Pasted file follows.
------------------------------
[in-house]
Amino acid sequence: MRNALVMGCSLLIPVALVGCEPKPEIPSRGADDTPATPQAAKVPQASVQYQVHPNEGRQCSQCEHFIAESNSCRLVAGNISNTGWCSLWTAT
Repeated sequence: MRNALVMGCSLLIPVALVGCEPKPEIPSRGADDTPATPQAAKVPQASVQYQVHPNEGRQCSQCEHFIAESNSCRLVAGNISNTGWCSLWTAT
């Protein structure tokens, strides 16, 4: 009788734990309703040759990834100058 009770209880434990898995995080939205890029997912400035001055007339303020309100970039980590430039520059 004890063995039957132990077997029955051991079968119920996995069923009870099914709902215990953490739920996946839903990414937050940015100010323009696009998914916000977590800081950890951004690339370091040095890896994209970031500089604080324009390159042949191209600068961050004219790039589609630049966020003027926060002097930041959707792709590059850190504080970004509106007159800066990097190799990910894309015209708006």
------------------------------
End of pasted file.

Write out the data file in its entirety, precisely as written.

[in-house]
Amino acid sequence: MRNALVMGCSLLIPVALVGCEPKPEIPSRGADDTPATPQAAKVPQASVQYQVHPNEGRQCSQCEHFIAESNSCRLVAGNISNTGWCSLWTAT
Repeated sequence: MRNALVMGCSLLIPVALVGCEPKPEIPSRGADDTPATPQAAKVPQASVQYQVHPNEGRQCSQCEHFIAESNSCRLVAGNISNTGWCSLWTAT
């Protein structure tokens, strides 16, 4: 009788734990309703040759990834100058 009770209880434990898995995080939205890029997912400035001055007339303020309100970039980590430039520059 004890063995039957132990077997029955051991079968119920996995069923009870099914709902215990953490739920996946839903990414937050940015100010323009696009998914916000977590800081950890951004690339370091040095890896994209970031500089604080324009390159042949191209600068961050004219790039589609630049966020003027926060002097930041959707792709590059850190504080970004509106007159800066990097190799990910894309015209708006």